LBB> The craft of communication and organisation must be paramount when you’re working as a co-CCO, what skills or strategies have you learnt to maintain a successful creative partnership at the highest level?


Shayne> Anyone that knows me knows I’m a people person. I came from a big family with a lot of loud opinions, so I thrive on being part of a collaborative environment. I actually seek it out. It keeps me honest and pushes my thinking. And I could not have been paired with anyone more talented and collaborative than Pierre - I lucked out. In our first conversation, we promised we would always be honest and push each other. Since then, we have not only been able to take on more challenges, but we push the creativity even farther than we ever could alone.



LBB> McCann NY and McCann, in general, have one of the deepest and most talented rosters of creative talent in the world - do you notice a variety of approaches to people’s craft and how do you ensure your teams’ creative processes and ideas are supported and, if necessary, protected?


Shayne> This is such a great question. Creative people are so inspiring and fun to be around. Every person is so unique and driven in their own way, although it is always expressed differently. When leading any department, and especially a creative department, one must lead through empathy. We have such a range of diverse backgrounds, no single way works for all. However, communication and honesty are usually the first steps in supporting that creativity.



LBB> When you see a brief or piece of work for the first time, what is something that keeps you thinking about it or re-watching it? What elements of the craft and storytelling get you excited?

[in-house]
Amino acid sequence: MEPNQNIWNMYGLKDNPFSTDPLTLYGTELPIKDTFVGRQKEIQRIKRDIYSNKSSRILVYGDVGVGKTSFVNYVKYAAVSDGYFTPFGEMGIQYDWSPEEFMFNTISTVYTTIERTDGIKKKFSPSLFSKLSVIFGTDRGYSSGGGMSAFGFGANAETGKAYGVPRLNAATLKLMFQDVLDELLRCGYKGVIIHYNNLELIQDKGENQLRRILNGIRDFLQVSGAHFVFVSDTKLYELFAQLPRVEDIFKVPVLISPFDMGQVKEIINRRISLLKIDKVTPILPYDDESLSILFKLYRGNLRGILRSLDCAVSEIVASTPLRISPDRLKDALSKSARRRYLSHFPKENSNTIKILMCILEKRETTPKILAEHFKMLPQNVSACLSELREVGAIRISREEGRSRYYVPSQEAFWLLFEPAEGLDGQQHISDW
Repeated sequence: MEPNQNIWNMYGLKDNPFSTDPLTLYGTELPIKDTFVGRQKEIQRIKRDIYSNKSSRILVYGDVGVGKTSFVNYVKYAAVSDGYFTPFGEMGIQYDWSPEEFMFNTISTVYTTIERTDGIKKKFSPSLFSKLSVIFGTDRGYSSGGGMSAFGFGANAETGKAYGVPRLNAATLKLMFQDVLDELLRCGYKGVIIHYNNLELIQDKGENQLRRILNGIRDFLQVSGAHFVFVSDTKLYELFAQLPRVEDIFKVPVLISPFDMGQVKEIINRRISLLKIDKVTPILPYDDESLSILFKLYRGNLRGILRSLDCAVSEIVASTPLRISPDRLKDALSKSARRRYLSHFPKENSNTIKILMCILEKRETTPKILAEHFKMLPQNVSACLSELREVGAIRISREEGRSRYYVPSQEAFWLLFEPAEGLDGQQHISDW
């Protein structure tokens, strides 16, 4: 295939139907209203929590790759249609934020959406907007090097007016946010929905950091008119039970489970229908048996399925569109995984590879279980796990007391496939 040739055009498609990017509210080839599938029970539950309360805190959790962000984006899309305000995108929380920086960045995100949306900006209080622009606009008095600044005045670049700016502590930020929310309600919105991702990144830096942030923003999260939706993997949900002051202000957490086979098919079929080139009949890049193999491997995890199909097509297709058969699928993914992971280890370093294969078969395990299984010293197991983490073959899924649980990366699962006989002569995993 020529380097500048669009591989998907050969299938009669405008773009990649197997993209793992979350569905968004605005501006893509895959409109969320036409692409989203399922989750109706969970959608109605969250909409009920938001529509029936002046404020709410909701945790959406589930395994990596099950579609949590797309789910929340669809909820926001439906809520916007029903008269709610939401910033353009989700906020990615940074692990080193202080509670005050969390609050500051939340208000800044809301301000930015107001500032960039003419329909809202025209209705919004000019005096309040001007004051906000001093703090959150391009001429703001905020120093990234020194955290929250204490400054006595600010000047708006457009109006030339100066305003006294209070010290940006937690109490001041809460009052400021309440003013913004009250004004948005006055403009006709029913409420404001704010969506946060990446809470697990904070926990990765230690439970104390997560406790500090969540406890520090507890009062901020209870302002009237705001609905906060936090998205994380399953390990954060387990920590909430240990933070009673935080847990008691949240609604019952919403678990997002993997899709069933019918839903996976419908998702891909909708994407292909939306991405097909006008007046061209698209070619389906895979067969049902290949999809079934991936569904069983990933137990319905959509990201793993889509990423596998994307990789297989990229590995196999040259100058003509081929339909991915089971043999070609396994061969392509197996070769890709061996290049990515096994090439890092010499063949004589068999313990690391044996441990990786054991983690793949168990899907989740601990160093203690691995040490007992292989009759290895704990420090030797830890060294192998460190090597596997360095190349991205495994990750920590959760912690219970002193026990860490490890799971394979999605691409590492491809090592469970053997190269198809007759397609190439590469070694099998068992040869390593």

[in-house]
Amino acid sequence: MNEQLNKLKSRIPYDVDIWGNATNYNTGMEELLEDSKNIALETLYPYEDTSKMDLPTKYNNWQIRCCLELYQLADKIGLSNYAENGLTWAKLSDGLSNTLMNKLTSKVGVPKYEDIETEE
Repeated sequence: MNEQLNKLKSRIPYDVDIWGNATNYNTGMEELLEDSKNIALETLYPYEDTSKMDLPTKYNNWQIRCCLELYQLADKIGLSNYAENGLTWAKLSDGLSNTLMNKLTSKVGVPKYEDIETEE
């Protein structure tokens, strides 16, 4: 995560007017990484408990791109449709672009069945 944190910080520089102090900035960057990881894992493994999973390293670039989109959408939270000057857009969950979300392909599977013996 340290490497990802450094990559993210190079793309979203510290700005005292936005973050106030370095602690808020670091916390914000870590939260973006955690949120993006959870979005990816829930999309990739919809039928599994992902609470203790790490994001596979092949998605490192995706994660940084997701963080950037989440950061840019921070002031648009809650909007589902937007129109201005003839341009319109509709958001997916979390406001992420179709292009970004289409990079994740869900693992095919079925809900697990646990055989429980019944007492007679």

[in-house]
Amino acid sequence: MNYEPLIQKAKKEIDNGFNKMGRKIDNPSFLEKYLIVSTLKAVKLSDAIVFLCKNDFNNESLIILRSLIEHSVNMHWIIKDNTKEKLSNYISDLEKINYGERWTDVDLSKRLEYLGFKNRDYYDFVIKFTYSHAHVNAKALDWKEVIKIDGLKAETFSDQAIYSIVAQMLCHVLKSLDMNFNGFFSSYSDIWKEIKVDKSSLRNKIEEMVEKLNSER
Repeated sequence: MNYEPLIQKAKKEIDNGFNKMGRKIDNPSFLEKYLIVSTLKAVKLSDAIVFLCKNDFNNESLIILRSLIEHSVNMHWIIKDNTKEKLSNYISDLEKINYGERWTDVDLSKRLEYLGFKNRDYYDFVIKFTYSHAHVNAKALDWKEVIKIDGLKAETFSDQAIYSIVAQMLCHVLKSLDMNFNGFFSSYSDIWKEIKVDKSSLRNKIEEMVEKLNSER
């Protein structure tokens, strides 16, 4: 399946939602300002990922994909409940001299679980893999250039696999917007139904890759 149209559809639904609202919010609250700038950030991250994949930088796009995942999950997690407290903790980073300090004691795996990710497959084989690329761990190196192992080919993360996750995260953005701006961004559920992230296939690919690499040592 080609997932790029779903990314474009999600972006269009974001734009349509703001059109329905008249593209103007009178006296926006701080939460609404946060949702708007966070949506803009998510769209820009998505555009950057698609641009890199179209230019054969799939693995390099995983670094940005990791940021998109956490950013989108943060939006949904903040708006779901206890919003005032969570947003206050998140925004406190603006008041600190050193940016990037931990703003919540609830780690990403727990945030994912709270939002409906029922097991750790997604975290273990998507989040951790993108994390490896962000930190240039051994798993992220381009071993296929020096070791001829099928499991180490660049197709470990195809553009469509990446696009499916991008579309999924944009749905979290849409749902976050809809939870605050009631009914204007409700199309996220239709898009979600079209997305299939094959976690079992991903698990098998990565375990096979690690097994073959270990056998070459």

Shayne> I know we are all starved for time and we try to be efficient. Communication is often just sending things through email. But what gets me the most excited about work is when I get to talk about it. It may be a brief, an idea deck or a produced piece of work. There is an electric energy when you get a group of open-minded people in a room, building off of an idea and challenging the thinking. Most likely the result will be better than when it came in. 



LBB> How did you hone your craft when you first started in the industry - were you interning at an agency? Did you take some risks or have a mentor? 


Shayne> I’ve always been self-taught. I started in this industry when the technology that was applied to design was quite new - and I was obsessed. I loved finding new hacks and tricks and everything in between. This was all before YouTube and a robust internet (cringe). I lived at bookstores, flipping through all the photographers, designers and the annuals from ACD, OneClub and D&AD. Whenever I switched agencies, I would have the new agency help me ship all my books which they agreed to until they saw the amount, it never made for a great first impression.